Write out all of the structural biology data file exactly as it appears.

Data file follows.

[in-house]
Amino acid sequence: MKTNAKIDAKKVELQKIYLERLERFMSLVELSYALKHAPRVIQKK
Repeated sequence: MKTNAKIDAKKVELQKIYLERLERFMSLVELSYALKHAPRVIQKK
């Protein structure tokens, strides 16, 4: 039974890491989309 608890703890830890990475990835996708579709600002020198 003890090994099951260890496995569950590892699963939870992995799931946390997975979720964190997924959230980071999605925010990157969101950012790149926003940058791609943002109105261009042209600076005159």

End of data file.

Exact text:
[in-house]
Amino acid sequence: MKTNAKIDAKKVELQKIYLERLERFMSLVELSYALKHAPRVIQKK
Repeated sequence: MKTNAKIDAKKVELQKIYLERLERFMSLVELSYALKHAPRVIQKK
């Protein structure tokens, strides 16, 4: 039974890491989309 608890703890830890990475990835996708579709600002020198 003890090994099951260890496995569950590892699963939870992995799931946390997975979720964190997924959230980071999605925010990157969101950012790149926003940058791609943002109105261009042209600076005159």